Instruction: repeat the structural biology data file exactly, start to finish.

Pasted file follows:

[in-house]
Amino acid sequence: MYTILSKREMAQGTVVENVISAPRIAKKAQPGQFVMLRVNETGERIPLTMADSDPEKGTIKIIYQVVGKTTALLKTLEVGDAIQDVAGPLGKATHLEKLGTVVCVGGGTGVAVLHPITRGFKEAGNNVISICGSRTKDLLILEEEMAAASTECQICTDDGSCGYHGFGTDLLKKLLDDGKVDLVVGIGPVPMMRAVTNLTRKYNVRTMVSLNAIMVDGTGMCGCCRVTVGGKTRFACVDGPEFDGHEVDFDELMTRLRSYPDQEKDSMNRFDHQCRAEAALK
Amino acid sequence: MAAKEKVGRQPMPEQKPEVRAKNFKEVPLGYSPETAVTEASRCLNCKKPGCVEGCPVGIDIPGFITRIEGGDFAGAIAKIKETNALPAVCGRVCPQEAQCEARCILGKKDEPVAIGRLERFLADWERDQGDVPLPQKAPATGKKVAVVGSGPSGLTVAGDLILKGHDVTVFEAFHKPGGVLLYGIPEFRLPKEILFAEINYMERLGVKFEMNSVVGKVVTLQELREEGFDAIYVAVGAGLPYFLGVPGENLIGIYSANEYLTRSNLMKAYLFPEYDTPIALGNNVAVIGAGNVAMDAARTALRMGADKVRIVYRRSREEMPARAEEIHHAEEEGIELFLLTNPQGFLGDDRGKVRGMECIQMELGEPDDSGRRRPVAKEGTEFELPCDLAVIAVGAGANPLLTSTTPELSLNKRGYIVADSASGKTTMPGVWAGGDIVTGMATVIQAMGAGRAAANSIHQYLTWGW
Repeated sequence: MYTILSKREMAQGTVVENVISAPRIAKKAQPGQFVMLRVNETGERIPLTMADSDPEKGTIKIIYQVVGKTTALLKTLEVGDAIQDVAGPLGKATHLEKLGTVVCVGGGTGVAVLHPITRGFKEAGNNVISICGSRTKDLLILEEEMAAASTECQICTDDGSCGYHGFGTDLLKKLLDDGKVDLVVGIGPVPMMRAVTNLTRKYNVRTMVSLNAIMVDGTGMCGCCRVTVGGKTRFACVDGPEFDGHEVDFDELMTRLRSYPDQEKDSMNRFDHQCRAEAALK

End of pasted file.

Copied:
[in-house]
Amino acid sequence: MYTILSKREMAQGTVVENVISAPRIAKKAQPGQFVMLRVNETGERIPLTMADSDPEKGTIKIIYQVVGKTTALLKTLEVGDAIQDVAGPLGKATHLEKLGTVVCVGGGTGVAVLHPITRGFKEAGNNVISICGSRTKDLLILEEEMAAASTECQICTDDGSCGYHGFGTDLLKKLLDDGKVDLVVGIGPVPMMRAVTNLTRKYNVRTMVSLNAIMVDGTGMCGCCRVTVGGKTRFACVDGPEFDGHEVDFDELMTRLRSYPDQEKDSMNRFDHQCRAEAALK
Amino acid sequence: MAAKEKVGRQPMPEQKPEVRAKNFKEVPLGYSPETAVTEASRCLNCKKPGCVEGCPVGIDIPGFITRIEGGDFAGAIAKIKETNALPAVCGRVCPQEAQCEARCILGKKDEPVAIGRLERFLADWERDQGDVPLPQKAPATGKKVAVVGSGPSGLTVAGDLILKGHDVTVFEAFHKPGGVLLYGIPEFRLPKEILFAEINYMERLGVKFEMNSVVGKVVTLQELREEGFDAIYVAVGAGLPYFLGVPGENLIGIYSANEYLTRSNLMKAYLFPEYDTPIALGNNVAVIGAGNVAMDAARTALRMGADKVRIVYRRSREEMPARAEEIHHAEEEGIELFLLTNPQGFLGDDRGKVRGMECIQMELGEPDDSGRRRPVAKEGTEFELPCDLAVIAVGAGANPLLTSTTPELSLNKRGYIVADSASGKTTMPGVWAGGDIVTGMATVIQAMGAGRAAANSIHQYLTWGW
Repeated sequence: MYTILSKREMAQGTVVENVISAPRIAKKAQPGQFVMLRVNETGERIPLTMADSDPEKGTIKIIYQVVGKTTALLKTLEVGDAIQDVAGPLGKATHLEKLGTVVCVGGGTGVAVLHPITRGFKEAGNNVISICGSRTKDLLILEEEMAAASTECQICTDDGSCGYHGFGTDLLKKLLDDGKVDLVVGIGPVPMMRAVTNLTRKYNVRTMVSLNAIMVDGTGMCGCCRVTVGGKTRFACVDGPEFDGHEVDFDELMTRLRSYPDQEKDSMNRFDHQCRAEAALK